The PUNCH mission will use pioneering scientific and technological concepts to understand how the solar corona – the outer atmosphere of the Sun – evolves into the heliosphere, the huge 'bubble' created by the solar wind that extends well beyond Pluto's orbit. The currently unexplored region spanning the outer corona and the inner heliosphere (the young solar wind) represents a fundamental gap in our understanding of the Sun-Earth connection. It is critical that we bridge this gap if we are ever to understand the Sun and heliosphere as a single system, or to understand the origin and nature of Earth-impacting structures.
RAL Space involvement
RAL Space, the UK science lead for PUNCH, will provide the detector systems for four visible-light cameras, one hosted on each of the four suitcase-sized spacecraft, as well as performing calibration on the imagery once the mission has been launched.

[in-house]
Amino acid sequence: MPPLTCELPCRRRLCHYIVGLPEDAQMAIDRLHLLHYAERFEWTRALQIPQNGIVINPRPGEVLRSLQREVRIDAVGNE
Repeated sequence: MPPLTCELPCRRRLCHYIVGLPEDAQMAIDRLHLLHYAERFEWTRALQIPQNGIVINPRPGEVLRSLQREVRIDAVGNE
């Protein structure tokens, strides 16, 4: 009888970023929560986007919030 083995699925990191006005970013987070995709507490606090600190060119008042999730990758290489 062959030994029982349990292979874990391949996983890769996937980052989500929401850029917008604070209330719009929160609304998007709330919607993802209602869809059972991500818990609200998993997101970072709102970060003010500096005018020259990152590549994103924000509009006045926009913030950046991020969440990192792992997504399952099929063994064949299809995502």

Solar and heliospheric physics
To understand how coronal structures become the ambient solar wind.
- How does the young solar wind flow and evolve on global scales?
- Where and how do microstructures and turbulence form in the solar wind?
- What are the evolving physical properties of the Alfven surface?
To understand the dynamic evolution of transient structures in the young solar wind.
- How do coronal mass ejections (CMEs) propagate and evolve in the solar wind?
- How do quasi-stationary corotating interaction regions (CIRs) form and evolve?
- How do shocks form and interact with the solar wind across spatial scales?
NASA, Southwest Research Institute (US, lead), Naval Research Laboratory (US)
Further Project Information
SwRI – PUNCH